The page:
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 Convince me that you have a seed there, and I am prepared to expect wonders.
—Henry David Thoreau


Joshua Abarbanel: Faith in a Seed presents a large, hanging sculpture and a selection of related wall-mounted works inspired by plants, seeds, pods, and spores. These works in wood emanate from the artist’s longstanding fascination with forms and patterns found in nature and are part of his ongoing examination of creation and impermanence. The pieces on display are informed in part by a visit Abarbanel made to the Global Seed Vault in Svalbard—a fail-safe seed storage facility built to stand the test of time and the threats of natural or man-made disasters—during an expeditionary artists residency in which he participated in the Arctic Circle.

Joshua Abarbanel is a Los Angeles-based visual artist who works in a variety of media, predominantly sculpture. His work has been exhibited at the Jewish Museum Berlin (Germany), Fleming Museum of Art (Burlington, Vermont), Art Share L.A. (Los Angeles), Japanese American Cultural and Community Center (Los Angeles), Columbia University-Bernard Kraft Center (New York), and Jose Drudis-Biada Art Gallery, Mount St. Mary’s College (Los Angeles), among other venues, and was the focus of recent solo exhibitions at TAJ Art Gallery (Los Angeles) and Hinge Parallel Gallery (Culver City), as well as a two-person exhibition at Porch Gallery (Ojai).

Abarbanel’s work has been reviewed in Fabrik and ArtFCity, and his projects have been the subject of numerous feature stories in outlets including the Associated Press, CNN Greece, Design Milk, My Modern Met, KCRW’s Design and Architecture, Colossal, Contemporist, Hi-Fructose, and a European documentary on Arte Television.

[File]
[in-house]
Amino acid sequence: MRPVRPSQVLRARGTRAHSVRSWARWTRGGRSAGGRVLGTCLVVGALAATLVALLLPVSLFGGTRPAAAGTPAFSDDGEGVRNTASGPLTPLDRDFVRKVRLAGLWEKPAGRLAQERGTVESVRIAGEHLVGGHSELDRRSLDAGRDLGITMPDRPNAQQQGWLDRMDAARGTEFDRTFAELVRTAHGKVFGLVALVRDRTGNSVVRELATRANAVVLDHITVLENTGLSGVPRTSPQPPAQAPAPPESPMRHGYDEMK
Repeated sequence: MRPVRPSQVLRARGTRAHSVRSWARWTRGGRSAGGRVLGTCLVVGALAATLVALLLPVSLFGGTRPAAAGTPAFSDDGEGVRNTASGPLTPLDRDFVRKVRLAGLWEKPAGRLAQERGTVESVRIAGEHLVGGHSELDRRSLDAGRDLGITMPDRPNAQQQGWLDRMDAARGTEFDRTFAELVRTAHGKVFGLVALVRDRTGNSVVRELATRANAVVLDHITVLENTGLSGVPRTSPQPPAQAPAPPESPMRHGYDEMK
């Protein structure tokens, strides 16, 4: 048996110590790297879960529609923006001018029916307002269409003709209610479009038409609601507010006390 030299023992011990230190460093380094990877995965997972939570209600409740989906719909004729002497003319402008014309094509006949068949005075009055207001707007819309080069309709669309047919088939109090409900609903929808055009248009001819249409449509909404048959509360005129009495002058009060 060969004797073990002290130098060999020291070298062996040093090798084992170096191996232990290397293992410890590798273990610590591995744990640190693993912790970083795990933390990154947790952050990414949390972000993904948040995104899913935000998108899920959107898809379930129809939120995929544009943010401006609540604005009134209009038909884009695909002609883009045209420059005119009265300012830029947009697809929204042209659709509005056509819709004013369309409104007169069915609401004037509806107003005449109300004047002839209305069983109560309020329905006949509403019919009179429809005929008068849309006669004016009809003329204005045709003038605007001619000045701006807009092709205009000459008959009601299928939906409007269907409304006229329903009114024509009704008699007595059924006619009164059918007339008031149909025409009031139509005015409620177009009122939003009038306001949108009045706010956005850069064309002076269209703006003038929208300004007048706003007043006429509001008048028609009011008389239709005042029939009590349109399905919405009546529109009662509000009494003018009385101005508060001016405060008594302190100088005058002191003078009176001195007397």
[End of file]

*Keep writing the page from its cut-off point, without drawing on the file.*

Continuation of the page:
Abarbanel received dual undergraduate degrees in art and psychology from the University of California at Berkeley and a Masters of Fine Art from the University of California at Los Angeles, where he focused on ceramics. Upon completing his MFA he delved into the world of digital art and graphics, disciplines he teaches as a professor at Los Angeles Harbor College. He was born in Manchester, England and lives and works in Santa Monica, California.
 

Pictured above: Joshua Abarbanel
Pod 01, 2015
Stained and unstained wood on fiberglass, metal chain
40” round; chain length variable


 

 Ethiopian Jews still living in Ethiopia by Sophia Spitulnik


Displayed in Pritzker Dining Room, second floor

On view from October 26 to December 17

 

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The first part of this exhibit includes 16 photos of different aspects of the Ethiopian Jewish Community that were taken by students during a trip to Ethiopia. The second part includes 6 photographs of some of the community members living in Gondar.

 


 


Bread & Salt: The Art of Jewish Food

Displayed in Gindi Gallery, second floor

On view from October 26 to December 17